Potty training can take a toll on your little one, who has been relieving himself in his diaper since birth and is now being expected to use a strange new device. If you have problems with potty training your child, these tips will come in handy.
Potty training issues can be cause be Stress. Stress can cause your child to have trouble with potty training. Stressful factors take many forms including moving from a crib to a toddler bed, the death of a loved one, the birth of a sibling and moving to a new house. Your child can even regress back to using diapers when he’s sick. It’s a good idea to put the potty training on hold until the stress has passed or when it has lessened considerably.
Some kids are afraid of the loud noise as the toilet flushes and an object quickly disappears as it is sucked away. The child may fear being sucked into the toilet when it is flushed. Even some potty chairs can be intimidating since some have loud music or sounds and bright, flashing lights. Purchase a seat or chair that is comfortable and stable as well as one that is appealing to your child. Your son will feel like the potty chair is his own property if he is allowed to pick out the chair. He can also personalize it with your help by applying stickers and his name.
A splashguard is a handy feature to help boys control messes, but some splashguards may make your son feel crowded on the seat or can bump or scrape his penis and if he associates the seat with pain it will make him fear the toilet more. Encourage him to sit on the toilet with his clothes on so he can get comfortable with this new device.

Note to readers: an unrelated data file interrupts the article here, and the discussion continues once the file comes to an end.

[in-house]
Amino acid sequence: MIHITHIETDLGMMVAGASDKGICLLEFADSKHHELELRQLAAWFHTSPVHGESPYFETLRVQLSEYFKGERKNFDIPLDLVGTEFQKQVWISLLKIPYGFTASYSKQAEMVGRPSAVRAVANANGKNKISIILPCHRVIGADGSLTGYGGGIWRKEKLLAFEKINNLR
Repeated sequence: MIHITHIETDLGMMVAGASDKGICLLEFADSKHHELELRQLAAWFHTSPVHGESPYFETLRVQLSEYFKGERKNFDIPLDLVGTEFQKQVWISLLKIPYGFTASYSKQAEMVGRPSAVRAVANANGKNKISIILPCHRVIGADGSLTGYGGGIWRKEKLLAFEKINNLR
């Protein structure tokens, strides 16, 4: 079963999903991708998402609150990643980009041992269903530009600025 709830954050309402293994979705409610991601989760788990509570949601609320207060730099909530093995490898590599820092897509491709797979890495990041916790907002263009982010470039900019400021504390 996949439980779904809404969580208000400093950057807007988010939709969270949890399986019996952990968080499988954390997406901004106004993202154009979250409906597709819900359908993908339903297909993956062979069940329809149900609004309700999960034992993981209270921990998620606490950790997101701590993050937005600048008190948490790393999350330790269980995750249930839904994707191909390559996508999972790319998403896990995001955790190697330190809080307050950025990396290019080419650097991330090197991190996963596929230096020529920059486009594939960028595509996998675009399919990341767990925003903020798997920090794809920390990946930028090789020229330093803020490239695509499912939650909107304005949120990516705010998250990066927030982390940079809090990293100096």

Let your child flush bits of torn toilet tissue or coloured paper so he gets used to the sound and is able to see objects being flushed. Although not necessary, it may be helpful if he sees you or a same-sex person use the toilet. Show him how the urine or feces is flushed away and let him know that is what is supposed to happen.
Bowel Movement Refusal
Some children will urinate in the potty chair or toilet, but refuse to have a bowel movement in either one. There are different reasons for this potty training problem including the fear of making a mess, constipation, fear of the bowel movement causing pain or he may feel that the stool is a part of him that shouldn’t be put in the toilet. To avoid constipation, make sure your little one is drinking enough fluids daily to stay hydrated as well as eating enough fiber-rich foods like whole-grain breads, fruits, vegetables and cereal. If your little one flat-out refuses to go in the toilet, instruct him to ask for a diaper when he is about to have a bowel movement.
Accidents can happen in the day or at night. Daytime potty training is usually achieved before nighttime or naptime potty training, which can, according to the Nemours Foundation, take additional months or years to master. Stress can cause your little one to have an accident.
If he does have an accident, it is important to avoid making him feel bad by punishing or scolding him. According to the Mayo Clinic when it comes to potty training, the parent should stay calm and say “Uh-oh. There was an accident. Let’s change you. Pretty soon you’ll remember to use the potty chair every time you have to go.”
While some kids are potty trained without a hitch, others run into a few snags here and there. Some problems require a short pause in potty training, while others are resolved with some intervention on the part of the parent.